Niger Delta militant backs Nigeria's Goodluck Jonathan
A former Niger Delta militant has said Nigeria's President Goodluck Jonathan is the best person to solve the crisis in the oil-producing region.
Victor Ebokawe, also known as General Boyloaf, told the BBC that, because President Jonathan is from the region, he understands its problems.
Mr Ebokawe also said that Mr Jonathan should contest next year's elections.
Militants have carried out attacks which have cost Nigeria millions in lost oil revenue over the years.
Last year, thousands of militants laid down their arms in return for promises of training and jobs.
But this programme showed signs of started to unravel during the power vacuum while former President Umaru Yar'Adua was sick.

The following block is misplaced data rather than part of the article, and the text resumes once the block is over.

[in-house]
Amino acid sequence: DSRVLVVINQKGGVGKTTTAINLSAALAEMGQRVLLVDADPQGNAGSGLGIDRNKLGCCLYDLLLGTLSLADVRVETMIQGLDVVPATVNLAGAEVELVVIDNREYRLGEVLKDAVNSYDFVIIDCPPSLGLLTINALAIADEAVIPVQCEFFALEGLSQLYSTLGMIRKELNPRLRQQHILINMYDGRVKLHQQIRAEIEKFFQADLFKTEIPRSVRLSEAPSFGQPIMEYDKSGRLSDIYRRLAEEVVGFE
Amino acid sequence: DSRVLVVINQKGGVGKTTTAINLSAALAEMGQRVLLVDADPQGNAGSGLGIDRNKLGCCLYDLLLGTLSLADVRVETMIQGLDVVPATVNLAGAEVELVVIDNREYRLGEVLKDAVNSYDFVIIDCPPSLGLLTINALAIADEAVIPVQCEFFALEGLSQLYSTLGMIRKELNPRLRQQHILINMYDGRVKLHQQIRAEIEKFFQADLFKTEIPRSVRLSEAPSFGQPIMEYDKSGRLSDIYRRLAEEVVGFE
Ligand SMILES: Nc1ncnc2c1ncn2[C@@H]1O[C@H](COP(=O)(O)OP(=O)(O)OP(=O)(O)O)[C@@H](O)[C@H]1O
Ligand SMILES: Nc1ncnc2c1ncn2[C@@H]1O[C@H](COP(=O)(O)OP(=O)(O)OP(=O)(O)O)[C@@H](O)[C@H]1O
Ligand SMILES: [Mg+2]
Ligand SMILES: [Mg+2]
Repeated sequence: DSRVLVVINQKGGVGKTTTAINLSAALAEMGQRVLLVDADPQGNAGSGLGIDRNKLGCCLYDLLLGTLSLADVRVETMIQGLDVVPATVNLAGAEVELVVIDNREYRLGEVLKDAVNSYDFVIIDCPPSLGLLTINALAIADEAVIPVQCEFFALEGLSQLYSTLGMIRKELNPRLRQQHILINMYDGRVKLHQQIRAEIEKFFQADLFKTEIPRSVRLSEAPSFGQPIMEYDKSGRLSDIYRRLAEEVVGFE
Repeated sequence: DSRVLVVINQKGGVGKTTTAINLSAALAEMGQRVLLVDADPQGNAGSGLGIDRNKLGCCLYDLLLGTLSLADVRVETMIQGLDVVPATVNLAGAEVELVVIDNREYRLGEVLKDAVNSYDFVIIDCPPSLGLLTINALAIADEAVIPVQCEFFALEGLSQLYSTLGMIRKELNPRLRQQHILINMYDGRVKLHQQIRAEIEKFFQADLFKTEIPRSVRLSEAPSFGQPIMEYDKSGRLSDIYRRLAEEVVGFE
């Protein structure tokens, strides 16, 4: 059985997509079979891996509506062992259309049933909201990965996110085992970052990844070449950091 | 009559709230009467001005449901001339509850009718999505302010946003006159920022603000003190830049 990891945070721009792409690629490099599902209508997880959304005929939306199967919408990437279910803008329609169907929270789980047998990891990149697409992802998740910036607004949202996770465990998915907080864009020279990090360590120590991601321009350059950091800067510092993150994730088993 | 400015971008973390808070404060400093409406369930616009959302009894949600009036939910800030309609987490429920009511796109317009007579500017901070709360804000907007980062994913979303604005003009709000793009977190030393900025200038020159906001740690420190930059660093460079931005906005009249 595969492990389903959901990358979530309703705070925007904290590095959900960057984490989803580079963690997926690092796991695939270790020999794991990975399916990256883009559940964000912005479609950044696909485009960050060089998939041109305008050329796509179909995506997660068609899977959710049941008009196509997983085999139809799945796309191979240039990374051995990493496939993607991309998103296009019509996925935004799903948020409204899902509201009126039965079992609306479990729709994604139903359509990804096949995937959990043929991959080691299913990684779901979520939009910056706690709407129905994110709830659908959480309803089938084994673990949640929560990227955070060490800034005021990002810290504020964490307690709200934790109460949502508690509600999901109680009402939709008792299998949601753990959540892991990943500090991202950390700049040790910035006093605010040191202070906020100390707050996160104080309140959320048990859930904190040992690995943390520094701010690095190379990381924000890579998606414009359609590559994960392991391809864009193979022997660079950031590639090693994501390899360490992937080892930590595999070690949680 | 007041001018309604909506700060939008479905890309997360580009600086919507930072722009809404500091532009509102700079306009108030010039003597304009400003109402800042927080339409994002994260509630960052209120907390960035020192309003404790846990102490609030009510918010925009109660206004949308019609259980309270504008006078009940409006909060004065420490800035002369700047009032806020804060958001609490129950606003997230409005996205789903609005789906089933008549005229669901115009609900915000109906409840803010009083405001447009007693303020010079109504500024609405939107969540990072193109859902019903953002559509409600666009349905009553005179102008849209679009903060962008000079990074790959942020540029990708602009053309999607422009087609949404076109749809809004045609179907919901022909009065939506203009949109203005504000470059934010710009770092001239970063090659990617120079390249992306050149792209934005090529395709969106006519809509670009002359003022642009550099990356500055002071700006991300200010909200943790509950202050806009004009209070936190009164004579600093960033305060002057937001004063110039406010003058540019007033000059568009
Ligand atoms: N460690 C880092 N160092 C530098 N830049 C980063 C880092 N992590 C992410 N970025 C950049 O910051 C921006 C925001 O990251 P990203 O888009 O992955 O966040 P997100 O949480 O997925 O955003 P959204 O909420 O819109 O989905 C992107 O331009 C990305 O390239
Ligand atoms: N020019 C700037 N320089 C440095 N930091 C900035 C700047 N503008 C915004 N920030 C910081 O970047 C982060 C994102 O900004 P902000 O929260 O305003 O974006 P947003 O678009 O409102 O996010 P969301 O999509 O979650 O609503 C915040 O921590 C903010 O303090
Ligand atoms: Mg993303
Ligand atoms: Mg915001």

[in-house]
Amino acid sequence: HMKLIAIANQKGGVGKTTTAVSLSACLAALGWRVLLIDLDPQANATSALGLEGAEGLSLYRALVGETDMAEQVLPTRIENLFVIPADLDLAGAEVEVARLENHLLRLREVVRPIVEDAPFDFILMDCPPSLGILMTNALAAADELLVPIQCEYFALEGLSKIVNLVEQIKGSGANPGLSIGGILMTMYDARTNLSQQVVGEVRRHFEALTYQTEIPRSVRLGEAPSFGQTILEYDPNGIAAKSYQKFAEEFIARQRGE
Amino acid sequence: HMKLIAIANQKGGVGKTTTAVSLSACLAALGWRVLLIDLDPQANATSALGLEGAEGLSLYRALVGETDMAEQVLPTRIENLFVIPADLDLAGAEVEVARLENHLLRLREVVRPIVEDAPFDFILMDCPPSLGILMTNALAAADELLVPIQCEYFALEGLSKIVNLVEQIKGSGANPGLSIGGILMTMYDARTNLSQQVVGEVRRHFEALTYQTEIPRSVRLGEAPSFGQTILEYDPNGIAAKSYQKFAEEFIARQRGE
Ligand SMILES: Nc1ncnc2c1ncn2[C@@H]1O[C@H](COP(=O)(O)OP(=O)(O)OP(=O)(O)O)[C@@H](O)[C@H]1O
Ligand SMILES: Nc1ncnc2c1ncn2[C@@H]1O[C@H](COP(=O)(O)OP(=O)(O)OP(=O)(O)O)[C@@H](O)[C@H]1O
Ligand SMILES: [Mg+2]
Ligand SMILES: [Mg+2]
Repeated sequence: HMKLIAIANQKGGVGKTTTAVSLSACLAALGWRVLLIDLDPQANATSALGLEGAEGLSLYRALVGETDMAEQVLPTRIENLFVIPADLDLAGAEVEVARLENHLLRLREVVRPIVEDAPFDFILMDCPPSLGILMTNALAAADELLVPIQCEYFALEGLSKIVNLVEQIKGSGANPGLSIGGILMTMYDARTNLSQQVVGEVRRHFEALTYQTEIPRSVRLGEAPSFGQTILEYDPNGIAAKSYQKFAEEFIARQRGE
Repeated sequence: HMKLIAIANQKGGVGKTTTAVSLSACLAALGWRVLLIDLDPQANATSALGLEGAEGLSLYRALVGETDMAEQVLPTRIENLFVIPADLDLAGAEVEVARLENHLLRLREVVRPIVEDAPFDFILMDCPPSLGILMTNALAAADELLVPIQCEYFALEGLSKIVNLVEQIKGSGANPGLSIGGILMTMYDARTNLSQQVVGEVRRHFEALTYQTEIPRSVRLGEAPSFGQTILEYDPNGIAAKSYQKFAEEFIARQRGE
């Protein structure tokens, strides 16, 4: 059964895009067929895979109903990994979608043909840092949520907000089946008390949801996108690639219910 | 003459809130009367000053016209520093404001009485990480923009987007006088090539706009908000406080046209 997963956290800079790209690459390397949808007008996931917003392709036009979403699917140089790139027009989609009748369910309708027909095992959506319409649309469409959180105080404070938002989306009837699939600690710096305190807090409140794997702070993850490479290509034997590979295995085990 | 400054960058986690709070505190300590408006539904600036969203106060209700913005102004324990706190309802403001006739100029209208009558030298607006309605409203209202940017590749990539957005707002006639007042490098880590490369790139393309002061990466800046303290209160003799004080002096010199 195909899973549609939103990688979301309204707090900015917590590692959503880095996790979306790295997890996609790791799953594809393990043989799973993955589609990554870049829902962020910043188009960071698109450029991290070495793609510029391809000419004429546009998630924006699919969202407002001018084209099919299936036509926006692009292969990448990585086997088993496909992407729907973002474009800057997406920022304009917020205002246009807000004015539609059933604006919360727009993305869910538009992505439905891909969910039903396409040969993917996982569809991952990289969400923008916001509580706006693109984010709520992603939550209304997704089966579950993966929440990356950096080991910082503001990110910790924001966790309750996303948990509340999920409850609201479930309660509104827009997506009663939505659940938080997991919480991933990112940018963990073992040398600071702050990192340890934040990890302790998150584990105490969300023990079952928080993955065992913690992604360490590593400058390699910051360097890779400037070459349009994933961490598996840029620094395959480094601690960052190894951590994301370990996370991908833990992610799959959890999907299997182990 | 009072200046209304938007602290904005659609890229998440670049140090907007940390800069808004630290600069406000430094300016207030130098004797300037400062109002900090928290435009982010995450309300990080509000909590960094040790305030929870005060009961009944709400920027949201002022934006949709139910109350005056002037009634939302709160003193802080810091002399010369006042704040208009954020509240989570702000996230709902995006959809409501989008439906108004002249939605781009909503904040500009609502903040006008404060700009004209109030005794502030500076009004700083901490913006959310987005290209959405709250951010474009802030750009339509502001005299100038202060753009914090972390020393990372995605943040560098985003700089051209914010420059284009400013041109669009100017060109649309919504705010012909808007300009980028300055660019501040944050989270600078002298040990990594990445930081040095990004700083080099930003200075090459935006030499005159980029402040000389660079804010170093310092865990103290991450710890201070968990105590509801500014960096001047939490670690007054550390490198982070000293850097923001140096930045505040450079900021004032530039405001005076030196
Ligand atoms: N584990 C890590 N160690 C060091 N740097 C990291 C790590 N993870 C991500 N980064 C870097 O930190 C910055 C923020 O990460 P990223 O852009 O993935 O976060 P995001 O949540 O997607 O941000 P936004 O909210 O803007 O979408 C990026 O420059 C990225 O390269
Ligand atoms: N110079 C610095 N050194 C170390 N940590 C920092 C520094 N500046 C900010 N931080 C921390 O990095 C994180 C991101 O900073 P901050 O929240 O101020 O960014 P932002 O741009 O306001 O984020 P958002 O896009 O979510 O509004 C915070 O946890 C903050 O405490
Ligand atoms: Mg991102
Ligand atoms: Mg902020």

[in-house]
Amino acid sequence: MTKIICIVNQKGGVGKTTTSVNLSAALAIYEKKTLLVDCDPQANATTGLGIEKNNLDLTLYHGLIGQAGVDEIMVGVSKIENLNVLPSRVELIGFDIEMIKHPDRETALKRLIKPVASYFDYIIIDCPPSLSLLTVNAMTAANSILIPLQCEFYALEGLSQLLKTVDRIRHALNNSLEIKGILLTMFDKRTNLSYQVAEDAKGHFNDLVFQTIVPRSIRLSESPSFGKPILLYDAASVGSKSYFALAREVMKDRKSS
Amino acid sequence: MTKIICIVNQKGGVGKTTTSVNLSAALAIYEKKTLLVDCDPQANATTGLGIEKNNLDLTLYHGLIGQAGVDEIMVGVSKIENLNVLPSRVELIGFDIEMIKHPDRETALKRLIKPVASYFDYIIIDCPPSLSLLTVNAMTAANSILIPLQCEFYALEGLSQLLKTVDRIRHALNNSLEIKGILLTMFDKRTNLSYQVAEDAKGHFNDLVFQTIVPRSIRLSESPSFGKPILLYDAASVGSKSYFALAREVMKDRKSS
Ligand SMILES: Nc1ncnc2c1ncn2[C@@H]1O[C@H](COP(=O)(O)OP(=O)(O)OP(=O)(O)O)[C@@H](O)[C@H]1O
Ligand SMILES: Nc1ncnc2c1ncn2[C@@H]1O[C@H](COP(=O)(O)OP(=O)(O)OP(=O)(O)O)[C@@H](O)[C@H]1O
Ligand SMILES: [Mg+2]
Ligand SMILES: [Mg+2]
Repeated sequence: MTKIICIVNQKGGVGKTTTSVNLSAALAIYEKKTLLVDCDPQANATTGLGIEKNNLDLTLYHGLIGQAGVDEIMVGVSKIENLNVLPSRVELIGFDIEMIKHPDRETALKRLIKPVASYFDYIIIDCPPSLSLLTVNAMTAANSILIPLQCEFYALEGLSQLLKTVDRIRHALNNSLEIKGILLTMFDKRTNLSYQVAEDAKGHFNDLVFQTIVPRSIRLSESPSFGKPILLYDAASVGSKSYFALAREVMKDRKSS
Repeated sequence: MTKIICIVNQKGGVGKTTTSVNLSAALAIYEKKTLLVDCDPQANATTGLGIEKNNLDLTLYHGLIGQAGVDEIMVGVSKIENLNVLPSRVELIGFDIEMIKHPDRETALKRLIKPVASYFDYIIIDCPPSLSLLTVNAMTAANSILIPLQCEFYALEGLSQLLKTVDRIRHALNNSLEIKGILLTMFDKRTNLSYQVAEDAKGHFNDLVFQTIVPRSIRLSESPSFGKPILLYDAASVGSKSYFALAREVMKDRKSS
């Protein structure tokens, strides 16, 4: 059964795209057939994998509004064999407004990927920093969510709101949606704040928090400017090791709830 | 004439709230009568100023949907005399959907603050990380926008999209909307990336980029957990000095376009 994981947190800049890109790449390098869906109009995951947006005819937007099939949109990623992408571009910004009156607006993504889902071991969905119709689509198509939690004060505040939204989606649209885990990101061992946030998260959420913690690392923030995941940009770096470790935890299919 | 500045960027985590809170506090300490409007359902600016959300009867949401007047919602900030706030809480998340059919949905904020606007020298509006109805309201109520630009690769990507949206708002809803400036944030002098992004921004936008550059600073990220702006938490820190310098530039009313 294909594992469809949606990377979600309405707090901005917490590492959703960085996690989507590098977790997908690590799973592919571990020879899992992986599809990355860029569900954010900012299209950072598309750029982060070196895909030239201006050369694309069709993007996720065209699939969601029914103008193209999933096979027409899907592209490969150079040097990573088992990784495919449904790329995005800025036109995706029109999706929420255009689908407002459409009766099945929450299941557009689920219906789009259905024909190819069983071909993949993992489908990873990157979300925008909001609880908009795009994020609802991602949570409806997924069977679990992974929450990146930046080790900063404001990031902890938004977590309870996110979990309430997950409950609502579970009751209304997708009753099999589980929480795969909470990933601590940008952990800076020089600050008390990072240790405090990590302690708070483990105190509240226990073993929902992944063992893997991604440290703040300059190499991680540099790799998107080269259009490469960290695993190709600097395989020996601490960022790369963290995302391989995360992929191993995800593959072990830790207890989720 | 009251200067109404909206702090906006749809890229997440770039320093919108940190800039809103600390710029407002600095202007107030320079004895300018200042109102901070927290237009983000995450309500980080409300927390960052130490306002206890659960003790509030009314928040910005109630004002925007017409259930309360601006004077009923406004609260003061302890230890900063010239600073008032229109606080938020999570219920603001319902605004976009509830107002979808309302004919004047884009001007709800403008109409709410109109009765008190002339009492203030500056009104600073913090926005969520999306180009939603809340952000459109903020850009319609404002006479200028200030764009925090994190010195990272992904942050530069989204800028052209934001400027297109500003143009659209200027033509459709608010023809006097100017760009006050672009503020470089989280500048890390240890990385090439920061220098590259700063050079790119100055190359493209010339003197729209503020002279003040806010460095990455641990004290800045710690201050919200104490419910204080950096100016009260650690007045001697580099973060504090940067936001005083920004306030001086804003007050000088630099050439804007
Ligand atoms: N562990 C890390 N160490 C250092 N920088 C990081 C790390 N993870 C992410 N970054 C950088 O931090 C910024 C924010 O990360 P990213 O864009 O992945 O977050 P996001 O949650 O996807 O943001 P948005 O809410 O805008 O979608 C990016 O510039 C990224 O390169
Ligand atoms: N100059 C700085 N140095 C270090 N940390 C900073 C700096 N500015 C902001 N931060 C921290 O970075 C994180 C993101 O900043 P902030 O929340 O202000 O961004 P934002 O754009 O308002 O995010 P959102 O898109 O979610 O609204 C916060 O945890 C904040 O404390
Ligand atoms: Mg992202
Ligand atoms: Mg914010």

He died earlier this month and Mr Jonathan was sworn in as president to replace him.
On Friday, President Jonathan visited the Niger Delta and said coordination of the amnesty should be improved.
Mr Ebokawe, a leader of the Movement for the Emancipation of the Niger Delta who said he has spoken to Mr Jonathan, believes the Niger Delta's leaders will be patient with the president as he tries to implement the amnesty.
Mr Jonathan has not said whether he wants to contest next year's polls and the governing People's Democratic Party (PDP) has said its candidate will be from the north, not a southerner like him.
"Nothing is going to stop him. He cannot tell us that he will not run," Mr Ebokawe told the BBC's Network Africa programme.
"The presidency of Nigeria is not the birth right of a particular region," he said.
"[Mr Jonathan] is a man who is ready to rule Nigeria as one Nigeria."
The militants say they are campaigning for more of Nigeria's oil wealth to be used to benefit local people but analysts say many attacks and kidnappings of oil workers are carried out by criminals trying to extract ransom payments.